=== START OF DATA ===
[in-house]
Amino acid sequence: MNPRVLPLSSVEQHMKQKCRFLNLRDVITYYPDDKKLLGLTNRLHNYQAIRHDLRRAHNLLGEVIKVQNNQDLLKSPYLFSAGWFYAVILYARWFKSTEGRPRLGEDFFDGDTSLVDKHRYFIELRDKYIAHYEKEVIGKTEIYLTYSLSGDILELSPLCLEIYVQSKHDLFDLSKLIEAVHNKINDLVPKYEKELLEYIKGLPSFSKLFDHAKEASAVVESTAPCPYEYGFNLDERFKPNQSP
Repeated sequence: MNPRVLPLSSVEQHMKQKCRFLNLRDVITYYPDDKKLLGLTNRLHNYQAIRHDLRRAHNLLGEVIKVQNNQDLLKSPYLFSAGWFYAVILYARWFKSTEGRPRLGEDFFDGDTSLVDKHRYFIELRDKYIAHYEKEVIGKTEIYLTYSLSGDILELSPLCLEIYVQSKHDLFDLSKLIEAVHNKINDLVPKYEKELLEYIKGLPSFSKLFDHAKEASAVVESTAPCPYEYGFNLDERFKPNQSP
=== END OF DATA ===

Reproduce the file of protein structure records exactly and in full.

[in-house]
Amino acid sequence: MNPRVLPLSSVEQHMKQKCRFLNLRDVITYYPDDKKLLGLTNRLHNYQAIRHDLRRAHNLLGEVIKVQNNQDLLKSPYLFSAGWFYAVILYARWFKSTEGRPRLGEDFFDGDTSLVDKHRYFIELRDKYIAHYEKEVIGKTEIYLTYSLSGDILELSPLCLEIYVQSKHDLFDLSKLIEAVHNKINDLVPKYEKELLEYIKGLPSFSKLFDHAKEASAVVESTAPCPYEYGFNLDERFKPNQSP
Repeated sequence: MNPRVLPLSSVEQHMKQKCRFLNLRDVITYYPDDKKLLGLTNRLHNYQAIRHDLRRAHNLLGEVIKVQNNQDLLKSPYLFSAGWFYAVILYARWFKSTEGRPRLGEDFFDGDTSLVDKHRYFIELRDKYIAHYEKEVIGKTEIYLTYSLSGDILELSPLCLEIYVQSKHDLFDLSKLIEAVHNKINDLVPKYEKELLEYIKGLPSFSKLFDHAKEASAVVESTAPCPYEYGFNLDERFKPNQSP